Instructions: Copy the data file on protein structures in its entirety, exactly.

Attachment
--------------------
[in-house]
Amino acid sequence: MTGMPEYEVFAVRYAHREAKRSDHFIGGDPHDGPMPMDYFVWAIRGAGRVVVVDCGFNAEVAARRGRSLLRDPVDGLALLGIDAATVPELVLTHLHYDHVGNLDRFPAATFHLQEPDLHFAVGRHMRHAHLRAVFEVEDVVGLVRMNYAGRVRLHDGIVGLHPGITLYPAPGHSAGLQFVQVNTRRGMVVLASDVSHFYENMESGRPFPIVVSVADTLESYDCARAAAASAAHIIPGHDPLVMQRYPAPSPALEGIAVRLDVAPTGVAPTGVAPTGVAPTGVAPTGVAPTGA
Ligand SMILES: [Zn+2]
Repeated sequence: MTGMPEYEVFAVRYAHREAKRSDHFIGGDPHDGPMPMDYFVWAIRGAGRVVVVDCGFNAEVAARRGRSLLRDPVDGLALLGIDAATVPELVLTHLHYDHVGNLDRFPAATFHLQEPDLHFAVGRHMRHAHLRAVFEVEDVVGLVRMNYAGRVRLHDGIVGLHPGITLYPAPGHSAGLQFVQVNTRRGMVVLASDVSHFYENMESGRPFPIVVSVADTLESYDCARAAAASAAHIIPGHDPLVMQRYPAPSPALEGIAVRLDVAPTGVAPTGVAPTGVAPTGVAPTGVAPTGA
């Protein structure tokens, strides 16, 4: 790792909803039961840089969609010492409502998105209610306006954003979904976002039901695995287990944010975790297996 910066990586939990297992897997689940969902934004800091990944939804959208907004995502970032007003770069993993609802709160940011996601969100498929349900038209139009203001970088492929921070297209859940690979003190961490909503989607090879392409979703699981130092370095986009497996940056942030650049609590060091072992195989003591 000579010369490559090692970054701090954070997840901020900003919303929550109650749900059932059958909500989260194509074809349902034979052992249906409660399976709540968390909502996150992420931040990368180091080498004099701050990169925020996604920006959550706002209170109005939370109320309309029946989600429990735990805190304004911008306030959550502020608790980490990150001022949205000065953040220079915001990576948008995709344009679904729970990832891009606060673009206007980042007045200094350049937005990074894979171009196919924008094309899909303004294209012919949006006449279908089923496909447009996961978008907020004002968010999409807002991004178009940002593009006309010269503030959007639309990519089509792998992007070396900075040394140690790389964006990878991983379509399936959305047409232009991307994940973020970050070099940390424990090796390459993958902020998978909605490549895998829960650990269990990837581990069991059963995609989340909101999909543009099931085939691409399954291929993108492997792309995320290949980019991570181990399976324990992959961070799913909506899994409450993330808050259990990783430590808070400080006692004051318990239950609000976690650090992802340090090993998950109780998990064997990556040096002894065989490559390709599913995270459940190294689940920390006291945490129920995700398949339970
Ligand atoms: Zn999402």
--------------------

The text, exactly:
[in-house]
Amino acid sequence: MTGMPEYEVFAVRYAHREAKRSDHFIGGDPHDGPMPMDYFVWAIRGAGRVVVVDCGFNAEVAARRGRSLLRDPVDGLALLGIDAATVPELVLTHLHYDHVGNLDRFPAATFHLQEPDLHFAVGRHMRHAHLRAVFEVEDVVGLVRMNYAGRVRLHDGIVGLHPGITLYPAPGHSAGLQFVQVNTRRGMVVLASDVSHFYENMESGRPFPIVVSVADTLESYDCARAAAASAAHIIPGHDPLVMQRYPAPSPALEGIAVRLDVAPTGVAPTGVAPTGVAPTGVAPTGVAPTGA
Ligand SMILES: [Zn+2]
Repeated sequence: MTGMPEYEVFAVRYAHREAKRSDHFIGGDPHDGPMPMDYFVWAIRGAGRVVVVDCGFNAEVAARRGRSLLRDPVDGLALLGIDAATVPELVLTHLHYDHVGNLDRFPAATFHLQEPDLHFAVGRHMRHAHLRAVFEVEDVVGLVRMNYAGRVRLHDGIVGLHPGITLYPAPGHSAGLQFVQVNTRRGMVVLASDVSHFYENMESGRPFPIVVSVADTLESYDCARAAAASAAHIIPGHDPLVMQRYPAPSPALEGIAVRLDVAPTGVAPTGVAPTGVAPTGVAPTGVAPTGA
């Protein structure tokens, strides 16, 4: 790792909803039961840089969609010492409502998105209610306006954003979904976002039901695995287990944010975790297996 910066990586939990297992897997689940969902934004800091990944939804959208907004995502970032007003770069993993609802709160940011996601969100498929349900038209139009203001970088492929921070297209859940690979003190961490909503989607090879392409979703699981130092370095986009497996940056942030650049609590060091072992195989003591 000579010369490559090692970054701090954070997840901020900003919303929550109650749900059932059958909500989260194509074809349902034979052992249906409660399976709540968390909502996150992420931040990368180091080498004099701050990169925020996604920006959550706002209170109005939370109320309309029946989600429990735990805190304004911008306030959550502020608790980490990150001022949205000065953040220079915001990576948008995709344009679904729970990832891009606060673009206007980042007045200094350049937005990074894979171009196919924008094309899909303004294209012919949006006449279908089923496909447009996961978008907020004002968010999409807002991004178009940002593009006309010269503030959007639309990519089509792998992007070396900075040394140690790389964006990878991983379509399936959305047409232009991307994940973020970050070099940390424990090796390459993958902020998978909605490549895998829960650990269990990837581990069991059963995609989340909101999909543009099931085939691409399954291929993108492997792309995320290949980019991570181990399976324990992959961070799913909506899994409450993330808050259990990783430590808070400080006692004051318990239950609000976690650090992802340090090993998950109780998990064997990556040096002894065989490559390709599913995270459940190294689940920390006291945490129920995700398949339970
Ligand atoms: Zn999402």